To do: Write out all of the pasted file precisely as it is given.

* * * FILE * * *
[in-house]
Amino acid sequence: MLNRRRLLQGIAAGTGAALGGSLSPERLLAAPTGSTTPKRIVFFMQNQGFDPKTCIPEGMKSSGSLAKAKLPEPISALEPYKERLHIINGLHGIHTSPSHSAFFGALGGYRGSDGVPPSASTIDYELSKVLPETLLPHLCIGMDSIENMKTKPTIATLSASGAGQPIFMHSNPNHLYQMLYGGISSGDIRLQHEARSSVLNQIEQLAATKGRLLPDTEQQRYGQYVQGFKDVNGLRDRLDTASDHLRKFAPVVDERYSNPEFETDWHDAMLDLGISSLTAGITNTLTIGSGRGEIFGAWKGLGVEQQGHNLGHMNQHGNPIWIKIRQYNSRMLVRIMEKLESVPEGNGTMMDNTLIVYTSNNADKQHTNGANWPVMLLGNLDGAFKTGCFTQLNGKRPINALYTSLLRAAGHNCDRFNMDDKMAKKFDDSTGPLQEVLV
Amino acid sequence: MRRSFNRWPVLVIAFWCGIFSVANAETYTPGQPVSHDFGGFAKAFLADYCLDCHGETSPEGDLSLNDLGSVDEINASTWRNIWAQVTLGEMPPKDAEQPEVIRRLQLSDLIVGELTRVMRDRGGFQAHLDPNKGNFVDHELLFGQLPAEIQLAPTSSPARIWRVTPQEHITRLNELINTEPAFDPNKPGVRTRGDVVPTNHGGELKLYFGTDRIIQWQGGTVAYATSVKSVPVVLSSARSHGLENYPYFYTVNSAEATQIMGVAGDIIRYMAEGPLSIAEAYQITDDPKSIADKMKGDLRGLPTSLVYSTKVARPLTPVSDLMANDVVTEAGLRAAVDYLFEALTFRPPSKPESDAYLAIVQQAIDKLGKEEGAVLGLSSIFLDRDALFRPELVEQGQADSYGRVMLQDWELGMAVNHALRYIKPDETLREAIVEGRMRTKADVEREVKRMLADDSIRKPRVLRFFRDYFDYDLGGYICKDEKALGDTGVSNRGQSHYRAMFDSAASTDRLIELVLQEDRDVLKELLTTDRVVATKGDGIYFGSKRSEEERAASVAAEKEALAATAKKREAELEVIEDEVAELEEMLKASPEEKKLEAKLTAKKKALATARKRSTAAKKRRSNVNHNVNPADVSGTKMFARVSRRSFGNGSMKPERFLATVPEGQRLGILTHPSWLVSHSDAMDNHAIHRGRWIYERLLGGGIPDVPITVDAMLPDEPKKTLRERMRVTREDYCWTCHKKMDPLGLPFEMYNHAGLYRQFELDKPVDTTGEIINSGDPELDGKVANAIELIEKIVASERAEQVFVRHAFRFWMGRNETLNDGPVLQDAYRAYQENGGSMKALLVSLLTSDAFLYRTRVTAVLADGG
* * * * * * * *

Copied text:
[in-house]
Amino acid sequence: MLNRRRLLQGIAAGTGAALGGSLSPERLLAAPTGSTTPKRIVFFMQNQGFDPKTCIPEGMKSSGSLAKAKLPEPISALEPYKERLHIINGLHGIHTSPSHSAFFGALGGYRGSDGVPPSASTIDYELSKVLPETLLPHLCIGMDSIENMKTKPTIATLSASGAGQPIFMHSNPNHLYQMLYGGISSGDIRLQHEARSSVLNQIEQLAATKGRLLPDTEQQRYGQYVQGFKDVNGLRDRLDTASDHLRKFAPVVDERYSNPEFETDWHDAMLDLGISSLTAGITNTLTIGSGRGEIFGAWKGLGVEQQGHNLGHMNQHGNPIWIKIRQYNSRMLVRIMEKLESVPEGNGTMMDNTLIVYTSNNADKQHTNGANWPVMLLGNLDGAFKTGCFTQLNGKRPINALYTSLLRAAGHNCDRFNMDDKMAKKFDDSTGPLQEVLV
Amino acid sequence: MRRSFNRWPVLVIAFWCGIFSVANAETYTPGQPVSHDFGGFAKAFLADYCLDCHGETSPEGDLSLNDLGSVDEINASTWRNIWAQVTLGEMPPKDAEQPEVIRRLQLSDLIVGELTRVMRDRGGFQAHLDPNKGNFVDHELLFGQLPAEIQLAPTSSPARIWRVTPQEHITRLNELINTEPAFDPNKPGVRTRGDVVPTNHGGELKLYFGTDRIIQWQGGTVAYATSVKSVPVVLSSARSHGLENYPYFYTVNSAEATQIMGVAGDIIRYMAEGPLSIAEAYQITDDPKSIADKMKGDLRGLPTSLVYSTKVARPLTPVSDLMANDVVTEAGLRAAVDYLFEALTFRPPSKPESDAYLAIVQQAIDKLGKEEGAVLGLSSIFLDRDALFRPELVEQGQADSYGRVMLQDWELGMAVNHALRYIKPDETLREAIVEGRMRTKADVEREVKRMLADDSIRKPRVLRFFRDYFDYDLGGYICKDEKALGDTGVSNRGQSHYRAMFDSAASTDRLIELVLQEDRDVLKELLTTDRVVATKGDGIYFGSKRSEEERAASVAAEKEALAATAKKREAELEVIEDEVAELEEMLKASPEEKKLEAKLTAKKKALATARKRSTAAKKRRSNVNHNVNPADVSGTKMFARVSRRSFGNGSMKPERFLATVPEGQRLGILTHPSWLVSHSDAMDNHAIHRGRWIYERLLGGGIPDVPITVDAMLPDEPKKTLRERMRVTREDYCWTCHKKMDPLGLPFEMYNHAGLYRQFELDKPVDTTGEIINSGDPELDGKVANAIELIEKIVASERAEQVFVRHAFRFWMGRNETLNDGPVLQDAYRAYQENGGSMKALLVSLLTSDAFLYRTRVTAVLADGG